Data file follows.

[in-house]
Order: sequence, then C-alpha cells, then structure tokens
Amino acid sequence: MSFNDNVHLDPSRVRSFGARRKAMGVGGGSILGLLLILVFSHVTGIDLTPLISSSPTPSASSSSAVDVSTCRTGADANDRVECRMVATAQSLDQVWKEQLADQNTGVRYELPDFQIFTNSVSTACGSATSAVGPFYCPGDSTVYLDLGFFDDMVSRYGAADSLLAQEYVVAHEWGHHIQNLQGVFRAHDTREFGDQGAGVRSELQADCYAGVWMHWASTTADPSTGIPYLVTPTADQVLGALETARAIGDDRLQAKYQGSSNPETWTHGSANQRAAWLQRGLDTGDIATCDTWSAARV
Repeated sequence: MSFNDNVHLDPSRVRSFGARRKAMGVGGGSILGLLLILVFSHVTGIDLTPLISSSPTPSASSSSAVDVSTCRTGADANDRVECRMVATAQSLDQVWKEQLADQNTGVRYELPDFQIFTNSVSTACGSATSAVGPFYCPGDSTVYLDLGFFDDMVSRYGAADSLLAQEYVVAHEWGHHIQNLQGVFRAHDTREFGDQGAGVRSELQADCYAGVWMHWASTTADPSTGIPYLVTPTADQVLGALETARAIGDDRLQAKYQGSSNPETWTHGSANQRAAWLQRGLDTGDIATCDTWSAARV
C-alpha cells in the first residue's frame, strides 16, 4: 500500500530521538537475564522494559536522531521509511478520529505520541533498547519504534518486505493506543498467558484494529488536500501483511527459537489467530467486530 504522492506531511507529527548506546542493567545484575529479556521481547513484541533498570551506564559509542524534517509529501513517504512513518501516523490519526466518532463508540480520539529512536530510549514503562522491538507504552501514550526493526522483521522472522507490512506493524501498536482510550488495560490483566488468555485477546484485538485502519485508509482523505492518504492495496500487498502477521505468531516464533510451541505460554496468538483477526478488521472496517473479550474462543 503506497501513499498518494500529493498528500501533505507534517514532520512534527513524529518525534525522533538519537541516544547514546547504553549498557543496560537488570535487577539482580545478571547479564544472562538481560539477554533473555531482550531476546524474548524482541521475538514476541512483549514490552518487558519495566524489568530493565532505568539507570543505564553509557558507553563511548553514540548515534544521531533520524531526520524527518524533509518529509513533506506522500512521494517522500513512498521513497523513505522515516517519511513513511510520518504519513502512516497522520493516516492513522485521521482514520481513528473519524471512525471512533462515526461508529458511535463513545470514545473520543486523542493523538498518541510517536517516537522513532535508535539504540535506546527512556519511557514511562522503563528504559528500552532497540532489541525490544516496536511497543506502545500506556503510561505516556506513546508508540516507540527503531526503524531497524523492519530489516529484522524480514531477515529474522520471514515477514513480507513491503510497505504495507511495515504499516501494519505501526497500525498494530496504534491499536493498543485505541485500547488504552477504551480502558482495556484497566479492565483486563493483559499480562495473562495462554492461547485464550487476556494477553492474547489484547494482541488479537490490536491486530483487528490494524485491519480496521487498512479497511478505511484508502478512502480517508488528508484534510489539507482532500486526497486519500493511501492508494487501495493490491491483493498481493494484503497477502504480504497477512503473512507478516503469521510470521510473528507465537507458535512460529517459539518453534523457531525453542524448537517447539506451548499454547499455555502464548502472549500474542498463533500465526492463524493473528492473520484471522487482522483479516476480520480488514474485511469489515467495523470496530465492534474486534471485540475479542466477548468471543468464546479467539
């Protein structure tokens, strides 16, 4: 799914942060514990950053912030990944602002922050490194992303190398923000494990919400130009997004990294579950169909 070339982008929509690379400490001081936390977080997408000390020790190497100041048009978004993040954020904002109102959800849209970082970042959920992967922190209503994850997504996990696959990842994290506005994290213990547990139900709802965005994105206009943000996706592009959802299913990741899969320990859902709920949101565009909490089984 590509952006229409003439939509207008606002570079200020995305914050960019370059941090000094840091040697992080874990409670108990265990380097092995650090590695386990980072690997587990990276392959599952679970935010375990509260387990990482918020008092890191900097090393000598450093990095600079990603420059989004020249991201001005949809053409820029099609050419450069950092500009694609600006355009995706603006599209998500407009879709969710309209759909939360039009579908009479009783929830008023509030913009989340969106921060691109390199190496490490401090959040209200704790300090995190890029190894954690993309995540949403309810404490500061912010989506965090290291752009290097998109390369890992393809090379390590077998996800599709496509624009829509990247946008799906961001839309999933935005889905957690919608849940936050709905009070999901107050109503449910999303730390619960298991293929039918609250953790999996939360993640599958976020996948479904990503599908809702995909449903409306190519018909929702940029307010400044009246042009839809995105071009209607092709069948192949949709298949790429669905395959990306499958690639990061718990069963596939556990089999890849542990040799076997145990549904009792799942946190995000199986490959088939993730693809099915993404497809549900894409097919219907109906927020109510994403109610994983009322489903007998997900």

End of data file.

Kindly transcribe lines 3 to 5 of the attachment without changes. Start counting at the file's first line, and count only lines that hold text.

Amino acid sequence: MSFNDNVHLDPSRVRSFGARRKAMGVGGGSILGLLLILVFSHVTGIDLTPLISSSPTPSASSSSAVDVSTCRTGADANDRVECRMVATAQSLDQVWKEQLADQNTGVRYELPDFQIFTNSVSTACGSATSAVGPFYCPGDSTVYLDLGFFDDMVSRYGAADSLLAQEYVVAHEWGHHIQNLQGVFRAHDTREFGDQGAGVRSELQADCYAGVWMHWASTTADPSTGIPYLVTPTADQVLGALETARAIGDDRLQAKYQGSSNPETWTHGSANQRAAWLQRGLDTGDIATCDTWSAARV
Repeated sequence: MSFNDNVHLDPSRVRSFGARRKAMGVGGGSILGLLLILVFSHVTGIDLTPLISSSPTPSASSSSAVDVSTCRTGADANDRVECRMVATAQSLDQVWKEQLADQNTGVRYELPDFQIFTNSVSTACGSATSAVGPFYCPGDSTVYLDLGFFDDMVSRYGAADSLLAQEYVVAHEWGHHIQNLQGVFRAHDTREFGDQGAGVRSELQADCYAGVWMHWASTTADPSTGIPYLVTPTADQVLGALETARAIGDDRLQAKYQGSSNPETWTHGSANQRAAWLQRGLDTGDIATCDTWSAARV
C-alpha cells in the first residue's frame, strides 16, 4: 500500500530521538537475564522494559536522531521509511478520529505520541533498547519504534518486505493506543498467558484494529488536500501483511527459537489467530467486530 504522492506531511507529527548506546542493567545484575529479556521481547513484541533498570551506564559509542524534517509529501513517504512513518501516523490519526466518532463508540480520539529512536530510549514503562522491538507504552501514550526493526522483521522472522507490512506493524501498536482510550488495560490483566488468555485477546484485538485502519485508509482523505492518504492495496500487498502477521505468531516464533510451541505460554496468538483477526478488521472496517473479550474462543 503506497501513499498518494500529493498528500501533505507534517514532520512534527513524529518525534525522533538519537541516544547514546547504553549498557543496560537488570535487577539482580545478571547479564544472562538481560539477554533473555531482550531476546524474548524482541521475538514476541512483549514490552518487558519495566524489568530493565532505568539507570543505564553509557558507553563511548553514540548515534544521531533520524531526520524527518524533509518529509513533506506522500512521494517522500513512498521513497523513505522515516517519511513513511510520518504519513502512516497522520493516516492513522485521521482514520481513528473519524471512525471512533462515526461508529458511535463513545470514545473520543486523542493523538498518541510517536517516537522513532535508535539504540535506546527512556519511557514511562522503563528504559528500552532497540532489541525490544516496536511497543506502545500506556503510561505516556506513546508508540516507540527503531526503524531497524523492519530489516529484522524480514531477515529474522520471514515477514513480507513491503510497505504495507511495515504499516501494519505501526497500525498494530496504534491499536493498543485505541485500547488504552477504551480502558482495556484497566479492565483486563493483559499480562495473562495462554492461547485464550487476556494477553492474547489484547494482541488479537490490536491486530483487528490494524485491519480496521487498512479497511478505511484508502478512502480517508488528508484534510489539507482532500486526497486519500493511501492508494487501495493490491491483493498481493494484503497477502504480504497477512503473512507478516503469521510470521510473528507465537507458535512460529517459539518453534523457531525453542524448537517447539506451548499454547499455555502464548502472549500474542498463533500465526492463524493473528492473520484471522487482522483479516476480520480488514474485511469489515467495523470496530465492534474486534471485540475479542466477548468471543468464546479467539